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World Wildlife Day 2023

Context:

March 3 is known as World Wildlife Day (WWD), marked annually to draw attention to issues of conservation of flora and fauna.

Relevance:

GS II- Environment and Ecology

Dimensions of the Article:

  1. About World Wildlife Day
  2. What is the CITES?

About World Wildlife Day

  • The United Nations General Assembly (UNGA) on December 20, 2013, at its 68th session, proclaimed March 3, as World Wildlife Day.
  • This day is significant, as on this occasion, the Convention on International Trade in Endangered Species of Wild Fauna and Flora (CITES) was signed on 3 March 1973.
  • World Wildlife Day has become one of the most important global annual events dedicated to wildlife.
  • Theme 2023 – ‘Partnerships for Wildlife Conservation’. It will allow us to celebrate all conservation efforts, from intergovernmental to local scale.”
Significance of World wildlife day
  • A symbiotic relationship exists between the forest, forest-dwelling wildlife species, ecosystem services and people, especially the indigenous people.
  • The indigenous forest dwellers, people at present, manage around 28%  of the forest land.
  • Biodiversity loss is an existential threat to human beings on the planet. 
  • The continued loss of wildlife species threatens to undermine entire ecosystems and puts into peril the well-being of all who rely on them. 
  • Yet, this is not inevitable: we have the power to change course and restore threatened species and their habitats. 
  • It can inspire collective action towards conservation, reversing the fate of key species of animals and plants.
  •  It can help chart a path towards a sustainable future, to live in harmony with nature.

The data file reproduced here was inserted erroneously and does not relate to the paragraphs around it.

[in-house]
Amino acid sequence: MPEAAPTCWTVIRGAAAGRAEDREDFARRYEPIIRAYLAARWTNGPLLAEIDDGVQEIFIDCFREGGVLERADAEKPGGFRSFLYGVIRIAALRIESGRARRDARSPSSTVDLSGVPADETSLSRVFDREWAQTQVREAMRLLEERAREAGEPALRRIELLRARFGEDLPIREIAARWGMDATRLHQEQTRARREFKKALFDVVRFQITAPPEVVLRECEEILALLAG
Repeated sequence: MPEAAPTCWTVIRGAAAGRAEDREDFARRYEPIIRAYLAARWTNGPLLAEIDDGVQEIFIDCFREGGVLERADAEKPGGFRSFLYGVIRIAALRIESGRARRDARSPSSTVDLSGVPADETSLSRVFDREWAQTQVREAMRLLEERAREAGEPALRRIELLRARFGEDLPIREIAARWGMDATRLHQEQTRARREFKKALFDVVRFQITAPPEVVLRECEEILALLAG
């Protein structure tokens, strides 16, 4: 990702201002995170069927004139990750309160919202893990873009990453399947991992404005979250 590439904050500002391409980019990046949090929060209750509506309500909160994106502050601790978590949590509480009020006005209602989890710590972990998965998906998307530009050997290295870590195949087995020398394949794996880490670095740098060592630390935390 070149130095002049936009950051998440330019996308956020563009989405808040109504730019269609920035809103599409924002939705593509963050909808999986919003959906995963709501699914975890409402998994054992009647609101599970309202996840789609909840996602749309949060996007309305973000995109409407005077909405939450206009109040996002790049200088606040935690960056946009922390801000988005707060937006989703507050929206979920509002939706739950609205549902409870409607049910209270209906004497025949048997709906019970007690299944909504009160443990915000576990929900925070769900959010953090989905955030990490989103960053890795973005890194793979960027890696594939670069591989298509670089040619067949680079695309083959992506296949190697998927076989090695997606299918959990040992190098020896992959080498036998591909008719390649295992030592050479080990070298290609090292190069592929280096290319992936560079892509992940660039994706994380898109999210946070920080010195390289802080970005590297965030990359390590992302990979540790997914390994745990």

• It acknowledges the need for collective political will and global leadership to adopt a robust post-2020 Global Biodiversity Framework and secure the common future.

What is the CITES?

  • CITES is an international agreement between governments.
  • Its aim is to ensure that international trade in specimens of wild animals and plants does not threaten the survival of the species.
  • Its website states it was agreed upon with the recognition that “The trade in wild animals and plants crosses borders between countries, the effort to regulate it requires international cooperation to safeguard certain species from over-exploitation.”
  • It accords varying degrees of protection to more than 37,000 species of animals and plants, ranging from live animals and plants to wildlife products derived from them, including food products, exotic leather goods, medicines, etc.
  • Currently, there are 184 parties to the convention, including India. The CITES Secretariat is administered by UNEP (The United Nations Environment Programme) and is located in Geneva, Switzerland.
  • The Conference of the Parties to CITES is the supreme consensus-based decision-making body of the Convention and comprises all its parties.
  • In India, apart from the Union Ministry of Environment, Forests and Climate Change, the Wildlife Crime Control Bureau is a statutory body under the Ministry that is especially meant to combat organised wildlife crime in the country.
  • It assists and advises the customs authorities in the inspection of the consignments of flora and fauna as per the provisions of the Wild Life Protection Act of 1972, CITES and the export and import policy governing items.
How does CITES work?
  • The species covered under CITES are listed in three Appendices, according to the degree of protection they need.
  • Appendix I includes species threatened with extinction. Trade in specimens of these species is permitted rarely, only in “exceptional circumstances”, such as gorillas, and lions from India.
  • Appendix II includes species not necessarily threatened with extinction, but in which trade must be controlled to ensure their survival. For example, certain kinds of foxes and Hippopotamuses.
  • Appendix III contains species that are protected in at least one country, which has asked other CITES Parties for assistance in controlling the trade, like the Bengal fox or the Golden Jackal from India. Different procedures are given category-wise to engage in the trade of species in each of the lists.

-Source: Indian Express


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